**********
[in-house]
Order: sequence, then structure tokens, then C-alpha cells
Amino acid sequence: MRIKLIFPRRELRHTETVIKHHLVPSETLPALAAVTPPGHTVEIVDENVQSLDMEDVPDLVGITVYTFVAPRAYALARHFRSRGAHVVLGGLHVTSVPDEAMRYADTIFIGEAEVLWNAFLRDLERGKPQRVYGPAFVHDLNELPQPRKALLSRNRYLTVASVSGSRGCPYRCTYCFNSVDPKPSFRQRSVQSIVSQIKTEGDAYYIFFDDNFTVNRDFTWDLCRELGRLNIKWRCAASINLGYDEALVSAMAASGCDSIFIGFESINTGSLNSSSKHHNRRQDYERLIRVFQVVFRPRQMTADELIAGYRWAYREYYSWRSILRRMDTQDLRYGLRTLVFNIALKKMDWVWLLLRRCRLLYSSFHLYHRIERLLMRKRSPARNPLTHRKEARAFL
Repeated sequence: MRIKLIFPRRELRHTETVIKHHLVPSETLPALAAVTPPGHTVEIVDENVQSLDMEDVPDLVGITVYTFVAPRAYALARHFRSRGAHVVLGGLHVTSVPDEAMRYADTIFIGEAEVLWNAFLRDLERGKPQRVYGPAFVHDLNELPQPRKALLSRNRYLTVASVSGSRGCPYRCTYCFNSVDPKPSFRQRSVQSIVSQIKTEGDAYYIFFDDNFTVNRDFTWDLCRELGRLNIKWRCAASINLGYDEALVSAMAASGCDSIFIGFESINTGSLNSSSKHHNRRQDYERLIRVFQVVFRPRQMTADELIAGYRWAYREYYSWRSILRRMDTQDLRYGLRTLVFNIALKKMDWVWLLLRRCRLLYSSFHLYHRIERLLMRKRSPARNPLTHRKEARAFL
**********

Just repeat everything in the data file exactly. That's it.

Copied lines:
[in-house]
Order: sequence, then structure tokens, then C-alpha cells
Amino acid sequence: MRIKLIFPRRELRHTETVIKHHLVPSETLPALAAVTPPGHTVEIVDENVQSLDMEDVPDLVGITVYTFVAPRAYALARHFRSRGAHVVLGGLHVTSVPDEAMRYADTIFIGEAEVLWNAFLRDLERGKPQRVYGPAFVHDLNELPQPRKALLSRNRYLTVASVSGSRGCPYRCTYCFNSVDPKPSFRQRSVQSIVSQIKTEGDAYYIFFDDNFTVNRDFTWDLCRELGRLNIKWRCAASINLGYDEALVSAMAASGCDSIFIGFESINTGSLNSSSKHHNRRQDYERLIRVFQVVFRPRQMTADELIAGYRWAYREYYSWRSILRRMDTQDLRYGLRTLVFNIALKKMDWVWLLLRRCRLLYSSFHLYHRIERLLMRKRSPARNPLTHRKEARAFL
Repeated sequence: MRIKLIFPRRELRHTETVIKHHLVPSETLPALAAVTPPGHTVEIVDENVQSLDMEDVPDLVGITVYTFVAPRAYALARHFRSRGAHVVLGGLHVTSVPDEAMRYADTIFIGEAEVLWNAFLRDLERGKPQRVYGPAFVHDLNELPQPRKALLSRNRYLTVASVSGSRGCPYRCTYCFNSVDPKPSFRQRSVQSIVSQIKTEGDAYYIFFDDNFTVNRDFTWDLCRELGRLNIKWRCAASINLGYDEALVSAMAASGCDSIFIGFESINTGSLNSSSKHHNRRQDYERLIRVFQVVFRPRQMTADELIAGYRWAYREYYSWRSILRRMDTQDLRYGLRTLVFNIALKKMDWVWLLLRRCRLLYSSFHLYHRIERLLMRKRSPARNPLTHRKEARAFL